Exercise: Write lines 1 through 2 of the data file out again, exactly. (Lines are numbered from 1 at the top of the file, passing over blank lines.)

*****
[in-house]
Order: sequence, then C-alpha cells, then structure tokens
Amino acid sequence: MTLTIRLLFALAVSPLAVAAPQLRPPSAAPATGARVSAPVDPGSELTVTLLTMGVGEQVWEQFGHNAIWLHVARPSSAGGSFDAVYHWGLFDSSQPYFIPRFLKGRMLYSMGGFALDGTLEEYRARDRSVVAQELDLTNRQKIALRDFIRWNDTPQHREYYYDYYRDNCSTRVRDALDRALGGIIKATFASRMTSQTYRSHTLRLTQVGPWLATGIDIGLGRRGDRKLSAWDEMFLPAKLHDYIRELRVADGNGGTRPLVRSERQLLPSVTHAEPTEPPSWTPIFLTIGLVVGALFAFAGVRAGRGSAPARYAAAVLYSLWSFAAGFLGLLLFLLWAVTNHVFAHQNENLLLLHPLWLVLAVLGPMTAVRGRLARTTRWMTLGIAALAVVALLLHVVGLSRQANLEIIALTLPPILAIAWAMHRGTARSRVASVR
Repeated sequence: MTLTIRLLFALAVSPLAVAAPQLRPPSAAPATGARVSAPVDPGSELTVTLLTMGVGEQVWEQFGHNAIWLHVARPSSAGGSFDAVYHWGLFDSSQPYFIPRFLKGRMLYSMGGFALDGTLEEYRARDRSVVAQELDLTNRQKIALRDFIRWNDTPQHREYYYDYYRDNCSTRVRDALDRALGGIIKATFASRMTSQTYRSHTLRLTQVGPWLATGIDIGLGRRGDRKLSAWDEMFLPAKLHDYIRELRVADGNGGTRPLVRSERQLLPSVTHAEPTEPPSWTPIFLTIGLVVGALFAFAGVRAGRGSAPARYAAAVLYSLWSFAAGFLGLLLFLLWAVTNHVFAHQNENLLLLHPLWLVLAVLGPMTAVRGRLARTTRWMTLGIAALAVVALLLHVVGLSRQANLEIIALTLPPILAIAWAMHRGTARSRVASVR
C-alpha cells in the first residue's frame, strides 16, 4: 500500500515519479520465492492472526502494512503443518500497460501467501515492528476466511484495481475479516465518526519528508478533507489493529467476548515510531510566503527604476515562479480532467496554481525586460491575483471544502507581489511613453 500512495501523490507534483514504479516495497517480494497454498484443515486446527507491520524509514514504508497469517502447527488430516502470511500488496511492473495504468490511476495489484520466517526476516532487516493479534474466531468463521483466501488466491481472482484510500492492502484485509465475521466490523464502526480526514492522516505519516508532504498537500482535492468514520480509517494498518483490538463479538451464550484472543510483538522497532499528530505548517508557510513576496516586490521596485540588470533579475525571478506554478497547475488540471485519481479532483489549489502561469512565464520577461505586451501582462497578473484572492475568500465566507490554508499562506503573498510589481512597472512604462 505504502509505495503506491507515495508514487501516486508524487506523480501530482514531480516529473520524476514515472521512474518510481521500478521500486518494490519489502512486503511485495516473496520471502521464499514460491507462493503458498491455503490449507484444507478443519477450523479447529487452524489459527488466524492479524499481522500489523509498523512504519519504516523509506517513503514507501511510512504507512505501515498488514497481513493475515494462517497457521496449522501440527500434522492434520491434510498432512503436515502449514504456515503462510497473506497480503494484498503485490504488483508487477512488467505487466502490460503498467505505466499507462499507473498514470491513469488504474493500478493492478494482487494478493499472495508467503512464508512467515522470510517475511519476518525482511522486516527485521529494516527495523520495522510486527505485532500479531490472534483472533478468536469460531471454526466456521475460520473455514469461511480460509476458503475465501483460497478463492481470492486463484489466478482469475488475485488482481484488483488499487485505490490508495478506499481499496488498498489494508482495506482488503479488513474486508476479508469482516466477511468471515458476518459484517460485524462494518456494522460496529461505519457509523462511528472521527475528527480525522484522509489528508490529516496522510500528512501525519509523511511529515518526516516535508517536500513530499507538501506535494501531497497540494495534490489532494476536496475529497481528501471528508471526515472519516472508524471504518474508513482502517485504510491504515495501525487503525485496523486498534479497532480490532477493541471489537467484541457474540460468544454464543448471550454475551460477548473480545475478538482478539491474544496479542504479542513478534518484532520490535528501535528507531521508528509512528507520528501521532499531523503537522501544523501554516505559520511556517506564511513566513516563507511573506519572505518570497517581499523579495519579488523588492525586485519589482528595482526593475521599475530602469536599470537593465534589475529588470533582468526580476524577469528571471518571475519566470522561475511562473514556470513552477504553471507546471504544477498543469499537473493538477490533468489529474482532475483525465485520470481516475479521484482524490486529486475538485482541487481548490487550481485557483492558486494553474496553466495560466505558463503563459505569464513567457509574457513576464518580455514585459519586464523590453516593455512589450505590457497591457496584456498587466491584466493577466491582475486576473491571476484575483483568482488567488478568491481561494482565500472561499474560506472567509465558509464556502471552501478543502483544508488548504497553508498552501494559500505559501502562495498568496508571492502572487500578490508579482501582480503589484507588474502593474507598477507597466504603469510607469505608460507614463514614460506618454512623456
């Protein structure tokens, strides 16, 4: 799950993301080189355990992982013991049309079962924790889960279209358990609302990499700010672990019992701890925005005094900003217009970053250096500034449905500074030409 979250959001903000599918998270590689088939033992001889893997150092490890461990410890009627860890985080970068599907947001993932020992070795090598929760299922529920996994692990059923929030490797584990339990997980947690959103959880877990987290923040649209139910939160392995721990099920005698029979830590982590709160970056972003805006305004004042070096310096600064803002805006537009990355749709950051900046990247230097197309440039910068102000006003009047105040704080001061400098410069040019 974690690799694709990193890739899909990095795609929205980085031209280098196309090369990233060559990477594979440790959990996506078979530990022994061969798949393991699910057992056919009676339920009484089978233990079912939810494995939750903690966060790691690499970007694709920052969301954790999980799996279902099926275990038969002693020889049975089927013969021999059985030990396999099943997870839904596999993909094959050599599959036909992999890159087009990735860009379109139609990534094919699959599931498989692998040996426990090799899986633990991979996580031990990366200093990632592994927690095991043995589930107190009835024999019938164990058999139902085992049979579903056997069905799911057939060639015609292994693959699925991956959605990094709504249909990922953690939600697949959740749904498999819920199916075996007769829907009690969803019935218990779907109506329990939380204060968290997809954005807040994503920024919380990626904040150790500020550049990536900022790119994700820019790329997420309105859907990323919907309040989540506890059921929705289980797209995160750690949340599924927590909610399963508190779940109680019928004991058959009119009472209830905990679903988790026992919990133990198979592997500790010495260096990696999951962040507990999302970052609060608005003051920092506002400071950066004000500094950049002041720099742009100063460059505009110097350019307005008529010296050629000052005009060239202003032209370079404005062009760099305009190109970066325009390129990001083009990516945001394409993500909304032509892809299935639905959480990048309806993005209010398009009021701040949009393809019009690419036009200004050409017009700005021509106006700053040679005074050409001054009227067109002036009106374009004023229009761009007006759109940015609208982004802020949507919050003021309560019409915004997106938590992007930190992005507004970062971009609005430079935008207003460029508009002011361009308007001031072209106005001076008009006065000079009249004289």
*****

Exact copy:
[in-house]
Order: sequence, then C-alpha cells, then structure tokens